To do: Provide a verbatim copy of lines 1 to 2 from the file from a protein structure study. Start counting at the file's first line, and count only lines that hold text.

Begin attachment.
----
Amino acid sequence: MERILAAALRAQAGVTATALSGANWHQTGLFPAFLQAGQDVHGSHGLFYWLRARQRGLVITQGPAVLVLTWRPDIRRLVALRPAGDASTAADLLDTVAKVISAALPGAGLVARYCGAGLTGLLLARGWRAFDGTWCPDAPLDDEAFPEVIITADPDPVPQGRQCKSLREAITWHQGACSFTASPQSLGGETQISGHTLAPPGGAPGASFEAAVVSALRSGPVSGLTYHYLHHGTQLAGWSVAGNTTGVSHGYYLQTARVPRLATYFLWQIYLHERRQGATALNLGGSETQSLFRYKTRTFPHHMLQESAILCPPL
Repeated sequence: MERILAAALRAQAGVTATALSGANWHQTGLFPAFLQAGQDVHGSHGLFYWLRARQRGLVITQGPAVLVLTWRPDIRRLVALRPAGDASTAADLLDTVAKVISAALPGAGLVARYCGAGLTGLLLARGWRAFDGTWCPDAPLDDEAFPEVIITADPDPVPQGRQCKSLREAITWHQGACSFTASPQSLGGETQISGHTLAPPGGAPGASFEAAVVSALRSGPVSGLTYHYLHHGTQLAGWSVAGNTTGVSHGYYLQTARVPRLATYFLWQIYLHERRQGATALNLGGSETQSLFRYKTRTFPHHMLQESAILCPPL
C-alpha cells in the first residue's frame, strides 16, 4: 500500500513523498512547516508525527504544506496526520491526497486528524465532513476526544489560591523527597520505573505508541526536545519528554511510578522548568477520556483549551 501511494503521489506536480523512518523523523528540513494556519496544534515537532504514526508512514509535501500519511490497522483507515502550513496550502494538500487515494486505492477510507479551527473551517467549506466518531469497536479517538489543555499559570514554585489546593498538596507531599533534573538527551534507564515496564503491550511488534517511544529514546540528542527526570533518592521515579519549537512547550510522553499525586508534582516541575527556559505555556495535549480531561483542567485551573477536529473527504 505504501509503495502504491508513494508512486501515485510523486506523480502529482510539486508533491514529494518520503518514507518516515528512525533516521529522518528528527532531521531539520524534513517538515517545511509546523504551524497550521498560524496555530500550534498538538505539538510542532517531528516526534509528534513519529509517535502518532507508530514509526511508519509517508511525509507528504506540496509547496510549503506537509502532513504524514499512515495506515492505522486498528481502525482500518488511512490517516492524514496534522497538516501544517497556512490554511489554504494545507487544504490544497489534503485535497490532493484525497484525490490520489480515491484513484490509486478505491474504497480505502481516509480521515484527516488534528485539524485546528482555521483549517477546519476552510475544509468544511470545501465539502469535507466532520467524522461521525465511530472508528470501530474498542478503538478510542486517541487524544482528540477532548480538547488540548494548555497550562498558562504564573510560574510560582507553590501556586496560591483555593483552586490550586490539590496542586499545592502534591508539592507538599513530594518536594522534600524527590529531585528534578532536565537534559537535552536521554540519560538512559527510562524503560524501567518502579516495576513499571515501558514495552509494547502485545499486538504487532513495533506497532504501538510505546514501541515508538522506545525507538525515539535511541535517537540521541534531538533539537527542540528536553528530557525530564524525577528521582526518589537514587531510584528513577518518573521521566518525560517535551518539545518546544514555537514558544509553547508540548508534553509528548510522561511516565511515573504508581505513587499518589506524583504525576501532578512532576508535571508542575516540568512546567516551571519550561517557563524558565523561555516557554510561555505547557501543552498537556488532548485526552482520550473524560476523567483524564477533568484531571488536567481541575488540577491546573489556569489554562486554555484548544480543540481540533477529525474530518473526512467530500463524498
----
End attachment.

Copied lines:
Amino acid sequence: MERILAAALRAQAGVTATALSGANWHQTGLFPAFLQAGQDVHGSHGLFYWLRARQRGLVITQGPAVLVLTWRPDIRRLVALRPAGDASTAADLLDTVAKVISAALPGAGLVARYCGAGLTGLLLARGWRAFDGTWCPDAPLDDEAFPEVIITADPDPVPQGRQCKSLREAITWHQGACSFTASPQSLGGETQISGHTLAPPGGAPGASFEAAVVSALRSGPVSGLTYHYLHHGTQLAGWSVAGNTTGVSHGYYLQTARVPRLATYFLWQIYLHERRQGATALNLGGSETQSLFRYKTRTFPHHMLQESAILCPPL
Repeated sequence: MERILAAALRAQAGVTATALSGANWHQTGLFPAFLQAGQDVHGSHGLFYWLRARQRGLVITQGPAVLVLTWRPDIRRLVALRPAGDASTAADLLDTVAKVISAALPGAGLVARYCGAGLTGLLLARGWRAFDGTWCPDAPLDDEAFPEVIITADPDPVPQGRQCKSLREAITWHQGACSFTASPQSLGGETQISGHTLAPPGGAPGASFEAAVVSALRSGPVSGLTYHYLHHGTQLAGWSVAGNTTGVSHGYYLQTARVPRLATYFLWQIYLHERRQGATALNLGGSETQSLFRYKTRTFPHHMLQESAILCPPL